The 2012 growing season was considered an average year on the Canadian Prairies, "but we still had a summer water deficit, and it is that type of condition we are trying to work with," said Scott Chang, a professor of soil science in the University of Alberta's Department of Renewable Resources in Edmonton, Canada.
Chang teamed with fellow crop scientist Anthony Anyia of Alberta Innovates – Technology Futures in 2006, following a severe drought in 2002 that dropped average crop yield in Alberta by about half.
They are exploring the genetic makeup of barley and how the grain crop—a Canadian staple used for beer malt and animal feed—can be made more efficient in its water use and more productive. One of their latest studies, published in the journal Theoretical and Applied Genetics, explores how to increase yield in barley crops while using less water.
By studying the carbon isotope compositions of barley plants and their relationship with water-use efficiency, the researchers developed tools that plant breeders can use to improve selection efficiency for more water-efficient varieties. The latest findings stem from an ongoing collaboration that is ultimately aimed at bringing farmers a more stable breed of the plant that has less reliance on water and is less vulnerable to climate change.To arrange an interview or for a link to the study contact:
Bev Betkowski | EurekAlert!
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Tiny pores at a cell's entryway act as miniature bouncers, letting in some electrically charged atoms--ions--but blocking others. Operating as exquisitely sensitive filters, these "ion channels" play a critical role in biological functions such as muscle contraction and the firing of brain cells.
To rapidly transport the right ions through the cell membrane, the tiny channels rely on a complex interplay between the ions and surrounding molecules,...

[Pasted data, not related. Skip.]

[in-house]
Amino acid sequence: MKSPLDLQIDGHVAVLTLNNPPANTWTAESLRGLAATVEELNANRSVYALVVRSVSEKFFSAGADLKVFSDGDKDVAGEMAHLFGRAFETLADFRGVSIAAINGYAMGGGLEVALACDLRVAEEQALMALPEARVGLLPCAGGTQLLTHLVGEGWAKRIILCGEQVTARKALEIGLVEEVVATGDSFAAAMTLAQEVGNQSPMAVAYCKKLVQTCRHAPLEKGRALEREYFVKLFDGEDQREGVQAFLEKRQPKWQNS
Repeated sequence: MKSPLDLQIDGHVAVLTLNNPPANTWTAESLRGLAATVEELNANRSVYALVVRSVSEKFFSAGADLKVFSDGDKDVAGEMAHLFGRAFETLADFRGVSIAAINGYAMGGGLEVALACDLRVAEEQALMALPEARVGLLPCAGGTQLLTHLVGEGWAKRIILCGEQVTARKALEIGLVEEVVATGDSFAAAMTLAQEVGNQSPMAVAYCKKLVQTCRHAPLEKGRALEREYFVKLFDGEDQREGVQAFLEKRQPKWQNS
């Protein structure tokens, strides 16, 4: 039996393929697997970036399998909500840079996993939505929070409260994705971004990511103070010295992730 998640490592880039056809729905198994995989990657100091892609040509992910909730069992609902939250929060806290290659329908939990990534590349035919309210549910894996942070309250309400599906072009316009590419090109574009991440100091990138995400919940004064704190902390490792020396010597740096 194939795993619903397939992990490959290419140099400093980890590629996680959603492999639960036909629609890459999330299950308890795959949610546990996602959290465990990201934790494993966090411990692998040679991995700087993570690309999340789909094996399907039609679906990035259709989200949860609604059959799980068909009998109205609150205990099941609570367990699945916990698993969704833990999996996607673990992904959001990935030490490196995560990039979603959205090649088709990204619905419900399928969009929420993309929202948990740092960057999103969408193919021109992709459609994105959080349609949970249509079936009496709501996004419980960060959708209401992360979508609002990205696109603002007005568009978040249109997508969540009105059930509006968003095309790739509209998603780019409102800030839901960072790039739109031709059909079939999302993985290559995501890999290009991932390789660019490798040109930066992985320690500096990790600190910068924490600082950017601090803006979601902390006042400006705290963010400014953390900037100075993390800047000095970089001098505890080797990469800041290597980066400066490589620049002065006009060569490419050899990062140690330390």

The miniaturization of the current technology of storage media is hindered by fundamental limits of quantum mechanics. A new approach consists in using so-called spin-crossover molecules as the smallest possible storage unit. Similar to normal hard drives, these special molecules can save information via their magnetic state. A research team from Kiel University has now managed to successfully place a new class of spin-crossover molecules onto a surface and to improve the molecule’s storage capacity. The storage density of conventional hard drives could therefore theoretically be increased by more than one hundred fold. The study has been published in the scientific journal Nano Letters.
Over the past few years, the building blocks of storage media have gotten ever smaller. But further miniaturization of the current technology is hindered by...
With innovative experiments, researchers at the Helmholtz-Zentrums Geesthacht and the Technical University Hamburg unravel why tiny metallic structures are extremely strong
Light-weight and simultaneously strong – porous metallic nanomaterials promise interesting applications as, for instance, for future aeroplanes with enhanced...
An interdisciplinary group of researchers interfaced individual bacteria with a computer to build a hybrid bio-digital circuit - Study published in Nature Communications
Scientists at the Institute of Science and Technology Austria (IST Austria) have managed to control the behavior of individual bacteria by connecting them to a...
Physicists in the Laboratory for Attosecond Physics (run jointly by LMU Munich and the Max Planck Institute for Quantum Optics) have developed an attosecond electron microscope that allows them to visualize the dispersion of light in time and space, and observe the motions of electrons in atoms.
The most basic of all physical interactions in nature is that between light and matter. This interaction takes place in attosecond times (i.e. billionths of a...
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